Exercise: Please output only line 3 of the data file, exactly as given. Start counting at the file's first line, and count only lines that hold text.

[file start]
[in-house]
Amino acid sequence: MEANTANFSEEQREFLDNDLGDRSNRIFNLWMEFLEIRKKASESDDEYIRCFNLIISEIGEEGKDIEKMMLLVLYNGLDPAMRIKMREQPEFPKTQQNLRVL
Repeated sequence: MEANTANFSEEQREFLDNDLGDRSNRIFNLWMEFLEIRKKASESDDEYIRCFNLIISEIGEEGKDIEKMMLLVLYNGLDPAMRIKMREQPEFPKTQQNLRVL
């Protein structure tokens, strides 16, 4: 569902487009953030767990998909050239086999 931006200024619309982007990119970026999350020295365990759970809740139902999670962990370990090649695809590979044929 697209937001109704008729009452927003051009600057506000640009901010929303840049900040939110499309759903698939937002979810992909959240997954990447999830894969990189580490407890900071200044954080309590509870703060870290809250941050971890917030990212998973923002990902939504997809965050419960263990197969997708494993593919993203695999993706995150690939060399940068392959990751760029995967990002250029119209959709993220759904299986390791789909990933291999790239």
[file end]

Repeated sequence: MEANTANFSEEQREFLDNDLGDRSNRIFNLWMEFLEIRKKASESDDEYIRCFNLIISEIGEEGKDIEKMMLLVLYNGLDPAMRIKMREQPEFPKTQQNLRVL